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The days of switching your mobile phone to flight mode the moment you step onto a flight may be soon be over after recent guidance from the European Aviation Safety Agency (EASA).
The EASA – described as ‘the centrepiece of the European Union’s aviation safety system’ – has outlined that mobile phones can be left on during the course of a flight as part of new guidance on the use of portable electronic devices (PEDs).
Each airline will now need to decide whether they will adopt this guidance, first ensuring that transmission signals from PEDs will not in any way affect aircraft systems.
It is thought that the new guidance could pave the way for Wi-Fi services or ‘gate-to-gate’ telecommunication.
Spokesman Ilias Maragakis said: “We're basically opening the door where, in theory, you'll be able to continue making your phone call through the gate throughout the flight, like you would on a train.”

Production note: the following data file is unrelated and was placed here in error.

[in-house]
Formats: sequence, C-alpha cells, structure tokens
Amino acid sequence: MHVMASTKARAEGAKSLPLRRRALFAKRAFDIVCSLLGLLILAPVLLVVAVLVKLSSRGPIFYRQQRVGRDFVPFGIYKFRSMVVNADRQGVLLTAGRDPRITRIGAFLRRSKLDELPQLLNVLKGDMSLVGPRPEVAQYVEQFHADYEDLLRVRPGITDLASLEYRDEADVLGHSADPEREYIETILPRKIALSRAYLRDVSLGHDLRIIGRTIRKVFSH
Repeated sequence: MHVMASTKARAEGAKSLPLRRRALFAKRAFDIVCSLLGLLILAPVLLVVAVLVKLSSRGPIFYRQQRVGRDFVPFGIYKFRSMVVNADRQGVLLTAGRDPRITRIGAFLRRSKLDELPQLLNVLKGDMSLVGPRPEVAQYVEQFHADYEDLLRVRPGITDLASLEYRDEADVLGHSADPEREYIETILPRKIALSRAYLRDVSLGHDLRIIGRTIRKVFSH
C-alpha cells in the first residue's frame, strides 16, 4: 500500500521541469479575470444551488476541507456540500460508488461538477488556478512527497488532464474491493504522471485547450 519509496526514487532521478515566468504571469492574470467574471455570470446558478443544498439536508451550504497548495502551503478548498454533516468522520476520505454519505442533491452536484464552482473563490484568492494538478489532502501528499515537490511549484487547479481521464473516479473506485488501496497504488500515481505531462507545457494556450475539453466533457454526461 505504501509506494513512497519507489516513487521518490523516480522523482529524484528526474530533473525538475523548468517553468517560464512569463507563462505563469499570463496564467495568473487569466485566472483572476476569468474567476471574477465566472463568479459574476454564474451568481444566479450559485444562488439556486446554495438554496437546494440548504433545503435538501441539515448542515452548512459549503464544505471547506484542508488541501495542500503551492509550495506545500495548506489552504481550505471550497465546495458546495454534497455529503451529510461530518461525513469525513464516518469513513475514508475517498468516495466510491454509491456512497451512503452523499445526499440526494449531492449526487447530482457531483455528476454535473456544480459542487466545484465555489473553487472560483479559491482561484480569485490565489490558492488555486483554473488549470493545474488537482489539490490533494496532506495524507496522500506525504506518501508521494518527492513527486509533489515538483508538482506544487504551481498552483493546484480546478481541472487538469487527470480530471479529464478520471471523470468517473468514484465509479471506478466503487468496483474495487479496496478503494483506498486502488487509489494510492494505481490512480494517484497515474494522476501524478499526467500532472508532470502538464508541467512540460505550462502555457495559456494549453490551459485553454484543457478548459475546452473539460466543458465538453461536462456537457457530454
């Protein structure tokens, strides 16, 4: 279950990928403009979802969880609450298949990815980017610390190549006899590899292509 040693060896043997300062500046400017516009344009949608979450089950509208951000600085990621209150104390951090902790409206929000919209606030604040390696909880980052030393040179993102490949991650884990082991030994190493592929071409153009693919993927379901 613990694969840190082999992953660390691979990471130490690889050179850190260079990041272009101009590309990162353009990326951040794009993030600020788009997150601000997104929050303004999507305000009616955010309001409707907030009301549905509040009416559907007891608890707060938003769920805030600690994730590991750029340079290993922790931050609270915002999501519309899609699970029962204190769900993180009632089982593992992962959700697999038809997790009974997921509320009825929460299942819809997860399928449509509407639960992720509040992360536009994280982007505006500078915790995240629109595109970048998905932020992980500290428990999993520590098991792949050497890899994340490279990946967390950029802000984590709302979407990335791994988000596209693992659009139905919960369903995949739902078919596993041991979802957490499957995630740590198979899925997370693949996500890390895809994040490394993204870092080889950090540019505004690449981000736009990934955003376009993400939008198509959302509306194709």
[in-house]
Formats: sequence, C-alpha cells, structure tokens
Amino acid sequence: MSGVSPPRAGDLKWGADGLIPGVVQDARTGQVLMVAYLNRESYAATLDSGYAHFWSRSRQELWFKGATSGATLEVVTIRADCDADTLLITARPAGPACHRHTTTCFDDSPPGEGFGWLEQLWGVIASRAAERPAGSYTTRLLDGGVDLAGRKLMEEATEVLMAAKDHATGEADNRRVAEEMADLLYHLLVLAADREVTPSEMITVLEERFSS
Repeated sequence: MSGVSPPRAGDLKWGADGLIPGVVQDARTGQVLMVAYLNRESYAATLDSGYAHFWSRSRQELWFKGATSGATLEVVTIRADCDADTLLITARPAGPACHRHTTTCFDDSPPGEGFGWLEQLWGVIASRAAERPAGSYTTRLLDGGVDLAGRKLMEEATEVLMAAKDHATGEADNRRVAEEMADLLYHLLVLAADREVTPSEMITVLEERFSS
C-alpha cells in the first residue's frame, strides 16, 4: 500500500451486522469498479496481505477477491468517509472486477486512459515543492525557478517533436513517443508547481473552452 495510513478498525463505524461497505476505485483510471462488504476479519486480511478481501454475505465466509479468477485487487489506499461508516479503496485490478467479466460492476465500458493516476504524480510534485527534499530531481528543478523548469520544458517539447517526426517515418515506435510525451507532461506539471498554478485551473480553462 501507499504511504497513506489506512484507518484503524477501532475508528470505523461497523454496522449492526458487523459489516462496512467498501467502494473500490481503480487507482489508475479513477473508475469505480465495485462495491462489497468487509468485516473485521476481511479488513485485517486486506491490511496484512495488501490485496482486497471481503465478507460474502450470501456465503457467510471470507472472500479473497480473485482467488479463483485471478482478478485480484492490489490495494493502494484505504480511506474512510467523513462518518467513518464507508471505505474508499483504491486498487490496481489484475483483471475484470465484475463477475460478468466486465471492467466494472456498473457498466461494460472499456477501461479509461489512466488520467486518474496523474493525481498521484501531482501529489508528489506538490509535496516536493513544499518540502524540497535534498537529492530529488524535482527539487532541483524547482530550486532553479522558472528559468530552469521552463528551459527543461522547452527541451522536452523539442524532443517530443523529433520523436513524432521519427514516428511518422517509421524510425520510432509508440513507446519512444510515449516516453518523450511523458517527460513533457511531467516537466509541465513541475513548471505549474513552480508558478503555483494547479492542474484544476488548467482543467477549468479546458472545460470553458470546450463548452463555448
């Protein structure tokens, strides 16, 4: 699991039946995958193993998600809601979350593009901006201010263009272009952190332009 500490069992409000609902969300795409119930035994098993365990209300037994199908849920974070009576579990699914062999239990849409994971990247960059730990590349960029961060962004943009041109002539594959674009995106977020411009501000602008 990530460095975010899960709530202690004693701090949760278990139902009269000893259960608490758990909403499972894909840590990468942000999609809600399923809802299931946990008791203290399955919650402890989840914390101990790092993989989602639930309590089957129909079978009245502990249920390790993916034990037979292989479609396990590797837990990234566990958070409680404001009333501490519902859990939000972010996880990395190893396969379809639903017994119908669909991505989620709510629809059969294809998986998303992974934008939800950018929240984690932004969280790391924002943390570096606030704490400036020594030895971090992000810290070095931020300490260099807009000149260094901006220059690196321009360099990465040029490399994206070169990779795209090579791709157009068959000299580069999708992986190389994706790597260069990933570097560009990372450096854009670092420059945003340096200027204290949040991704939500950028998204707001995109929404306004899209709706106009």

Commenting on EASA’s move in a BBC News article Transport Correspondent Richard Westcott said: “This move strips away the last regulatory hurdle stopping airline passengers in Europe from making phone calls or using wi-fi on any flight, even while taxiing.”
Airlines such as BA are already offering Wi-Fi on selected services, with those passengers travelling on the Club World London City service between London and New York able to access free Wi-Fi.
On its website the EASA offers the following advice to airline passengers in relation to PEDs:
If you are flying off to a destination abroad in the coming weeks and months, it’s important to organise travel insurance in advance.
Date Created: 29/09/2014